Palazzina Masieri: Shapes and Straight Angles
Read the expert’s voice: Alberto Ferlenga, IUAV University in Venice and delegate of the Administrative Counsel of the Fondazione Masieri.
The interior of the Palazzina Masieri was reimagined by Carlo Scarpa and completed in 1983 after an initial project by American architect Frank Lloyd Wright was rejected by the Venetian Municipality. Originally meant as the private residence of Angelo Masieri, an architecture graduate, and his wife, following Masieri’s untimely death, the wish was for the Palazzina to host international architecture students at the Istituto Universitario di Architettura di Venezia (IUAV). The Palazzina represents Scarpa’s iconic interpretation of internal space coexisting with a historic Venetian façade.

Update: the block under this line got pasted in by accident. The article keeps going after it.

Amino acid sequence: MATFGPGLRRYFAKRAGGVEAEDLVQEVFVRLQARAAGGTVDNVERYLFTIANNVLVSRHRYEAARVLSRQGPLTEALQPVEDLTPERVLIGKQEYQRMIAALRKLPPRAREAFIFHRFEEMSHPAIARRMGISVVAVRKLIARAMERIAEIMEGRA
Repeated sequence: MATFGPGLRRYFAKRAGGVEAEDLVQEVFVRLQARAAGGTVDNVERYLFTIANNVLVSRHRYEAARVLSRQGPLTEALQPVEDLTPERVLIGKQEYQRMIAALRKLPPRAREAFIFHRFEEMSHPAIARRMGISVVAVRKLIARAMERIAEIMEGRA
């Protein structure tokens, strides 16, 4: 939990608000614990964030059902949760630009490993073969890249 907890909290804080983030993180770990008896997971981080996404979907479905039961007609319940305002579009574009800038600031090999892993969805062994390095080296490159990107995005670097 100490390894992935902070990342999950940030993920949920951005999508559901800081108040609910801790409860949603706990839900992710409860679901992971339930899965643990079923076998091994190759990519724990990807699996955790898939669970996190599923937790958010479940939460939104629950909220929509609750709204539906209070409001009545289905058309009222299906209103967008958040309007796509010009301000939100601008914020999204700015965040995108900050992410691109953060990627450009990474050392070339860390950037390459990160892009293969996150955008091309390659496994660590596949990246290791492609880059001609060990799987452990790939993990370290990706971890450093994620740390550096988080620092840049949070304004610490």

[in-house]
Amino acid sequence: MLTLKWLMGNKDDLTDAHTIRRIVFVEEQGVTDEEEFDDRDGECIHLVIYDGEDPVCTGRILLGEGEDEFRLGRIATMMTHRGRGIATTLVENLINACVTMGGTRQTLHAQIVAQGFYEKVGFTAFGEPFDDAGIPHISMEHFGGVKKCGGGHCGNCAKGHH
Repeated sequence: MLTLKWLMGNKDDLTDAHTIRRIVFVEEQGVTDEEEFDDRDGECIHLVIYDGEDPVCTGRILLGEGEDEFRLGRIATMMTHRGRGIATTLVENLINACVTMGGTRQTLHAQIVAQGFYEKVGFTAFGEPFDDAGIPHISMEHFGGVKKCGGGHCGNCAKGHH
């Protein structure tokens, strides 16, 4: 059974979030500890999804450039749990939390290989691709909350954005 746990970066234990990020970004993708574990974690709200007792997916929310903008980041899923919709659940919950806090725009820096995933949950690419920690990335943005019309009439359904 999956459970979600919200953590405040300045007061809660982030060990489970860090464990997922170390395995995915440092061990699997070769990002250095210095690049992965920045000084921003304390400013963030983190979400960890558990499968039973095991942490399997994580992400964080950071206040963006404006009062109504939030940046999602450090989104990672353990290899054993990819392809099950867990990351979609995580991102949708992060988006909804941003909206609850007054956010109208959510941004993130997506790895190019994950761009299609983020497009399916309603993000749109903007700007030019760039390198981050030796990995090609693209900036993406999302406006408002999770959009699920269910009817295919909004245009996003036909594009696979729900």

The expert’s voice: Alberto Ferlenga, IUAV University in Venice and delegate of the Administrative Counsel of the Fondazione Masieri.
How does Scarpa interpret the city of Venice and its history for the Palazzina Masieri?
As in other projects where Scarpa develops the interior space, the Palazzina Masieri is testament to his ability to interpret the spatial environment and light. These elements, so typical of Venetian interiors, especially in its relationship with water, characterises this building and the Querini Stampalia Foundation. Scarpa was one of the main interpreters of the city’s preciousness where its highest expression is achieved through details and use of materials.
What impresses you most when visiting the space of the Palazzina?
When visiting the Palazzina, the main feeling is that of a space which is not traditional, equally one that doesn’t feel totally foreign to the city. In addition to this, the relationship between the original shell of the building and Scarpa’s novel intervention in the interior appears to be one of inclusivity in its bond between existing walls and apertures. Yet, the use of contemporary materials highlights the difference between what is novel and what was pre-existing.